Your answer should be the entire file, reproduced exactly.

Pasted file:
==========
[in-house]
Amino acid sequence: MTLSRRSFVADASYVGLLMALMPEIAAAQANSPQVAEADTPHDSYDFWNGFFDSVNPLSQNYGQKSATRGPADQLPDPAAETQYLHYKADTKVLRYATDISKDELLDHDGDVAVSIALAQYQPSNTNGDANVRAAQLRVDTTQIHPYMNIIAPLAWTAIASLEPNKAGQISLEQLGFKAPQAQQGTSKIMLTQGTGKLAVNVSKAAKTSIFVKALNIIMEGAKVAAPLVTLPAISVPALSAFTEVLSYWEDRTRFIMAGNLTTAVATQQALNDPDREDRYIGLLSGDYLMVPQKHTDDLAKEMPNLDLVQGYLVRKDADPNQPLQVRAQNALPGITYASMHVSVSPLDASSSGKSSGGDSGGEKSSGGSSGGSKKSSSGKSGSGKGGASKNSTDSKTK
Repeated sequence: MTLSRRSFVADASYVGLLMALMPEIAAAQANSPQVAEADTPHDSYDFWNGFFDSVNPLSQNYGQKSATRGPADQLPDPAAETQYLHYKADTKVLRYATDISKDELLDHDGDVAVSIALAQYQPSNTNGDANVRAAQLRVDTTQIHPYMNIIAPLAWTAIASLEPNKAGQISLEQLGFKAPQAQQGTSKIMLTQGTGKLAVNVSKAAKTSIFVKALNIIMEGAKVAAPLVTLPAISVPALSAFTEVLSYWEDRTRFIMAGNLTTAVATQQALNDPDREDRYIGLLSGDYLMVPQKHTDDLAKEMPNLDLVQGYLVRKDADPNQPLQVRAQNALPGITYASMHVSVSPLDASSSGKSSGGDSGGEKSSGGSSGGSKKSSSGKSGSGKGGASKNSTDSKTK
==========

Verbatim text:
[in-house]
Amino acid sequence: MTLSRRSFVADASYVGLLMALMPEIAAAQANSPQVAEADTPHDSYDFWNGFFDSVNPLSQNYGQKSATRGPADQLPDPAAETQYLHYKADTKVLRYATDISKDELLDHDGDVAVSIALAQYQPSNTNGDANVRAAQLRVDTTQIHPYMNIIAPLAWTAIASLEPNKAGQISLEQLGFKAPQAQQGTSKIMLTQGTGKLAVNVSKAAKTSIFVKALNIIMEGAKVAAPLVTLPAISVPALSAFTEVLSYWEDRTRFIMAGNLTTAVATQQALNDPDREDRYIGLLSGDYLMVPQKHTDDLAKEMPNLDLVQGYLVRKDADPNQPLQVRAQNALPGITYASMHVSVSPLDASSSGKSSGGDSGGEKSSGGSSGGSKKSSSGKSGSGKGGASKNSTDSKTK
Repeated sequence: MTLSRRSFVADASYVGLLMALMPEIAAAQANSPQVAEADTPHDSYDFWNGFFDSVNPLSQNYGQKSATRGPADQLPDPAAETQYLHYKADTKVLRYATDISKDELLDHDGDVAVSIALAQYQPSNTNGDANVRAAQLRVDTTQIHPYMNIIAPLAWTAIASLEPNKAGQISLEQLGFKAPQAQQGTSKIMLTQGTGKLAVNVSKAAKTSIFVKALNIIMEGAKVAAPLVTLPAISVPALSAFTEVLSYWEDRTRFIMAGNLTTAVATQQALNDPDREDRYIGLLSGDYLMVPQKHTDDLAKEMPNLDLVQGYLVRKDADPNQPLQVRAQNALPGITYASMHVSVSPLDASSSGKSSGGDSGGEKSSGGSSGGSKKSSSGKSGSGKGGASKNSTDSKTK